WASHINGTON -- On Monday, Republicans were within hours of passing a procedural rule that would have eliminated the Democrats' unprecedented use of the judicial filibuster. It would not only have freed from filibuster limbo seven Bush nominees to the circuit courts, but it would have assured future nominees, particularly to the Supreme Court, an up-or-down vote.
Then the Republicans flinched. They settled for something less. Far less. How much less is still a matter of dispute, but the fact that they settled when they had within their reach the means to restore Senate practice to the status quo ante 2001 is indisputable. That in itself is a victory for the Democrats and a defeat for the Republicans.
The Missouri Compromise of 2005, like its predecessor, has left a few things uncertain (including the fate of two long-languishing nominees, Henry Saad and William Myers), but two things are quite certain.
First, the compromise legitimized the principle of the judicial filibuster. Until 2001, not once in more than 200 years had a judicial nominee been denied appointment to the court by Senate filibuster.
The Democrats broke all precedent by systematically using it to block Bush nominees in his first term in the hope that they would recapture the presidency in 2004. They did not, and have continued the filibuster into his second term. This violation of Senate tradition has now been codified in writing as legitimate so long as circumstances (``extraordinary,'' in the eyes of the beholder) warrant.
The second sure thing is that the seven Republicans who went against their party are the toast of the Washington establishment. On Monday night, they came out of the negotiations beaming. And why shouldn't they? They are now being hailed as profiles in courage, prepared to put principle ahead of (Republican) party. We will soon see glowing stories in the mainstream press about how they have grown in office. (In Washington parlance, the dictionary definition of ``to grow'' is ``to move left.'') After that, the dinner party circuit, fawning articles about their newfound stature and coveted slots on the Sunday morning talk shows.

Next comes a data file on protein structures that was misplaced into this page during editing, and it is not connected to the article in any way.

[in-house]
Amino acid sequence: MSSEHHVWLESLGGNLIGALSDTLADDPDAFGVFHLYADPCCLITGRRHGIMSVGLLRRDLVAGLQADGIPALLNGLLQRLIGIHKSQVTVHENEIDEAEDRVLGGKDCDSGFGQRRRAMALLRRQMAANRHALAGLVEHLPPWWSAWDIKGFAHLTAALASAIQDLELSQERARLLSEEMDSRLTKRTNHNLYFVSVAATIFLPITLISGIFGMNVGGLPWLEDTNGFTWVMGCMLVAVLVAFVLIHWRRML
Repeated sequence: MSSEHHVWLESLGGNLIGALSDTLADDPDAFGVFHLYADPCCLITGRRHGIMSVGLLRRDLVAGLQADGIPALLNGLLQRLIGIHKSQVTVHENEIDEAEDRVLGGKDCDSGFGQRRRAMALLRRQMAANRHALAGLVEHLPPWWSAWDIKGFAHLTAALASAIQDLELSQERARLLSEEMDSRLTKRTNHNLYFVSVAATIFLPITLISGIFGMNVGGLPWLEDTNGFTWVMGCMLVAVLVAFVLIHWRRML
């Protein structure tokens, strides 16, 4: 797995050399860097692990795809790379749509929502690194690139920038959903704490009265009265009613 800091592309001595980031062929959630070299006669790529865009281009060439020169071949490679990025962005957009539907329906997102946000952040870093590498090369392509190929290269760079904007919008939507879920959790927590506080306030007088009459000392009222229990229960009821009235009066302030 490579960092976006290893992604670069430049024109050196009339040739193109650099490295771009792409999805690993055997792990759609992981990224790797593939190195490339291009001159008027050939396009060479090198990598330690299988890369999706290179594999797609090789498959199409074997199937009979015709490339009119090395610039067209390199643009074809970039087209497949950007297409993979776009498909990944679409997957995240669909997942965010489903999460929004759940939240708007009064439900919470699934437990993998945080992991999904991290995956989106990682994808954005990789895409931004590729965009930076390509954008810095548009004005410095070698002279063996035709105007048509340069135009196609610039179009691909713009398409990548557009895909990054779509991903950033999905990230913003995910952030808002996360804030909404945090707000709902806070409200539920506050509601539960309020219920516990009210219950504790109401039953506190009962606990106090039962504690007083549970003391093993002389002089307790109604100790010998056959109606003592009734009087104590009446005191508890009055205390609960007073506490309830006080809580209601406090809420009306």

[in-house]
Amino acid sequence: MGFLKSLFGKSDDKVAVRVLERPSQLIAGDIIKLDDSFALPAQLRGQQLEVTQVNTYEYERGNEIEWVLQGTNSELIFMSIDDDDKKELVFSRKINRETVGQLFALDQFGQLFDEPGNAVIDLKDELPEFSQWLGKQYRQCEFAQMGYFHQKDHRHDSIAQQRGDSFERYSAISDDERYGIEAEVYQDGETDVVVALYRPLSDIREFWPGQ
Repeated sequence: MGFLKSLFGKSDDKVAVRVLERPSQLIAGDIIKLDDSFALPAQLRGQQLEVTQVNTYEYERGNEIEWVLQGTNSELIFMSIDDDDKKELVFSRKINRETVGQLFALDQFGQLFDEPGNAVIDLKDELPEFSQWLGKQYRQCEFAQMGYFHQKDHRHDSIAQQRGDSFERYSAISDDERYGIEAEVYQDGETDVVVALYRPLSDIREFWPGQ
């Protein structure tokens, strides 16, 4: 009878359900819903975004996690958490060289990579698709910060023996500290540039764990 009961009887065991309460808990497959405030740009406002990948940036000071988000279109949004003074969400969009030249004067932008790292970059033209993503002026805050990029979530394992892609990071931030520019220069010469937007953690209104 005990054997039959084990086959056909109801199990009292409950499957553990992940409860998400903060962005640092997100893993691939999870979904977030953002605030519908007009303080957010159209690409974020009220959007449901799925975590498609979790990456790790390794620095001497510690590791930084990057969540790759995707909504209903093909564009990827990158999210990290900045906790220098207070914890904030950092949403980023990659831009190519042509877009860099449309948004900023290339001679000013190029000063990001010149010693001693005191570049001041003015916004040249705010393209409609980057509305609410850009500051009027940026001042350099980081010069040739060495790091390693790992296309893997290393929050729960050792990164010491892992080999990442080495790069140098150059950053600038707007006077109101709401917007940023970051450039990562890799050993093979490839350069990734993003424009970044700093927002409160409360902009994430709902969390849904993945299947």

Mike DeWine, one of the Magnificent Seven, was heretofore best known for the fact that one of his staffers (subsequently fired) published accounts of her sexual escapades while working in DeWine's Senate office. Now he might be known for something else.
The Democrats on the whole were even happier. When Robert Byrd, former master-manipulator of Senate rules, comes out and says, echoing Benjamin Franklin, that they have ``kept the Republic,'' you know it is time, if not to fear for your country, then to fret heavily for it.
How did this come about? Just hours before the Gang of 14 hatched their compromise, Bill Frist had the votes for the nuclear option. Frist was going to lose five senators, and that would have meant a 50-50 tie broken by the president of the Senate, Vice President Dick Cheney, in favor of the Republicans.
The five losses were to be expected. Three were New Englanders: two from Maine (Olympia Snowe and Susan Collins) and one from Rhode Island (Lincoln Chaffee). No surprise here. They are a different kind of Republican, the almost extinct liberal Republican, and they might actually have been acting on principle.
Then there is John McCain, who is a party unto himself. Add to that John Warner, who decided to go against his party for what can only be called constitutional vanity. He sees himself as a lion of the Senate. He has been around for so long that perhaps he feels ownership, if not authorship, of the Constitution itself, and he allowed himself to be convinced by Byrd, an even older lion, that together they were saving it.
Had it remained at those five, the judicial filibuster -- the bastard child of Democratic bitterness over recent lost elections -- would now be banished.
Enter two latecomers, DeWine and Lindsey Graham, who were prepared to vote for the nuclear option but decided to cross the aisle and make the tough choice to join the lionized center. They both now say that if the Democrats start to filibuster again, they will defect back to the warm embrace of Bill Frist and go nuclear. Will they be willing to forfeit their newfound celebrity and stature as statesmen? That would be a profile in courage.
Charles Krauthammer is a 1987 Pulitzer Prize winner, 1984 National Magazine Award winner, and a columnist for The Washington Post since 1985.
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